Lecture02_part1_V1.1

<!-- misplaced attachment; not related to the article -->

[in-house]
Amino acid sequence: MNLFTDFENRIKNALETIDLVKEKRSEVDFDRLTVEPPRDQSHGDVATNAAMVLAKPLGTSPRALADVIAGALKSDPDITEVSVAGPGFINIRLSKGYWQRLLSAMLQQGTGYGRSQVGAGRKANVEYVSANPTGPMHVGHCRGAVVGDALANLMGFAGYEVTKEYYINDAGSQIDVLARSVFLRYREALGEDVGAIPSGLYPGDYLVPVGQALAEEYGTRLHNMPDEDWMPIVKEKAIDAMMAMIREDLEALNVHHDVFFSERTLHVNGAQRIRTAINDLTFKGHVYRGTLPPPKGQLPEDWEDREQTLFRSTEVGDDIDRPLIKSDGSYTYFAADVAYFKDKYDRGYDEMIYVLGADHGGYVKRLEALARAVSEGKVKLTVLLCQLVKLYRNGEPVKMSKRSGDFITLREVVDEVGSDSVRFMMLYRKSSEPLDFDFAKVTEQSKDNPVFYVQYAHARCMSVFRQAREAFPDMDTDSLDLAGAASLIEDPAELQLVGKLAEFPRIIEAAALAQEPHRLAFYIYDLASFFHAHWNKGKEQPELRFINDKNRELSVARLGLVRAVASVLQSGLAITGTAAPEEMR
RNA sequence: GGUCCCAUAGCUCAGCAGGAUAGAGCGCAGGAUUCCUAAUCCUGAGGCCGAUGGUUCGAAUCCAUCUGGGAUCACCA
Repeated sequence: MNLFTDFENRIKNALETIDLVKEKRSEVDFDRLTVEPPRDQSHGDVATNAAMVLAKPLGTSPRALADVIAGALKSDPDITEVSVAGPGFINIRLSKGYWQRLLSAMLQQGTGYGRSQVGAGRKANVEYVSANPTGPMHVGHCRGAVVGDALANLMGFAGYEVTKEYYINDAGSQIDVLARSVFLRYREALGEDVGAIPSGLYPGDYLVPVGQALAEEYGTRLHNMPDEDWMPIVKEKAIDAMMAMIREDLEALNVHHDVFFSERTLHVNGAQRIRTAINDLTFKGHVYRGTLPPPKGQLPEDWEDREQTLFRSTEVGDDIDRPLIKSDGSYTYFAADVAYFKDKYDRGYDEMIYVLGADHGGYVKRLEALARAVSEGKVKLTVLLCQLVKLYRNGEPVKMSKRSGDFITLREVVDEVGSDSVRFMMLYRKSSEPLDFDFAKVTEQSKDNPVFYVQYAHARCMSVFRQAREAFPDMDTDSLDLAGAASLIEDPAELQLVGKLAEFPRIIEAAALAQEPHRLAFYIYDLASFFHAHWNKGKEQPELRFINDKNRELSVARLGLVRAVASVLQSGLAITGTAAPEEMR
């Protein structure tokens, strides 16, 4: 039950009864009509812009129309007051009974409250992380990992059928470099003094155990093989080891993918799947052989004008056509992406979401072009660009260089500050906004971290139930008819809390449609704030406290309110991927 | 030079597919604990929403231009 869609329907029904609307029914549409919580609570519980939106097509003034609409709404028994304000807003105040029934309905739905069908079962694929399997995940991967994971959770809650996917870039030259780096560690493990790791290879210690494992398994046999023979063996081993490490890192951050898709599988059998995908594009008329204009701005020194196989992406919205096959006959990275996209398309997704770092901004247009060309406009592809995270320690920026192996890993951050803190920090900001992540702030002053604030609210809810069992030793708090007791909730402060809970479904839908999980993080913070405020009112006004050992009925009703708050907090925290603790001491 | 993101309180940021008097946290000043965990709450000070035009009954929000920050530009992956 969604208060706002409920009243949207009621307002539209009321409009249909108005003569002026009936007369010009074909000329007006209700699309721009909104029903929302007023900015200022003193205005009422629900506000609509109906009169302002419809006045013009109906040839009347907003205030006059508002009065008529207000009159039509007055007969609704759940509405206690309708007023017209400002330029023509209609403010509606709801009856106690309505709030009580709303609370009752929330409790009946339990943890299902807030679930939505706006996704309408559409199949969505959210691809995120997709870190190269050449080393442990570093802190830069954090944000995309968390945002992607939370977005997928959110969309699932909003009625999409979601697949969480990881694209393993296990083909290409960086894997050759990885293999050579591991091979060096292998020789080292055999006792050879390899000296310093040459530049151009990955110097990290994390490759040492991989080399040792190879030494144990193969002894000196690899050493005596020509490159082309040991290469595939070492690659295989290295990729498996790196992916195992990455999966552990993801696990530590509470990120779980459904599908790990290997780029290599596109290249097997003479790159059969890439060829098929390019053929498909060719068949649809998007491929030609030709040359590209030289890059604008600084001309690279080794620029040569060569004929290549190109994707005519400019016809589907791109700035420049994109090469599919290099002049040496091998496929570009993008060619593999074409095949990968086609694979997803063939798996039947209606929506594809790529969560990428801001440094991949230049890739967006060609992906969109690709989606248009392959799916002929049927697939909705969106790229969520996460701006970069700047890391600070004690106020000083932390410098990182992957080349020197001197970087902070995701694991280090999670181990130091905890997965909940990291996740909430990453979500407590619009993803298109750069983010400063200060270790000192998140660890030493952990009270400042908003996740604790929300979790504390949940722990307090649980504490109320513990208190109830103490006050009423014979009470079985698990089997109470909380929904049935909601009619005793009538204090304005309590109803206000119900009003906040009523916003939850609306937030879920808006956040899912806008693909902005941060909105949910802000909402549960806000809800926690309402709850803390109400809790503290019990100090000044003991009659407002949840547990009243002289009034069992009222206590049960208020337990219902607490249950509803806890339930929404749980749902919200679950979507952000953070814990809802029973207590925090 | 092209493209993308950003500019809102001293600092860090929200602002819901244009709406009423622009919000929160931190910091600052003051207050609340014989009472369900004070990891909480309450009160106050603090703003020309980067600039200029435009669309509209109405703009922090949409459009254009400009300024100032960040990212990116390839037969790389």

Lecture02_part1_V1.1 - V1.1 PHY501 Lecture II-Part 1...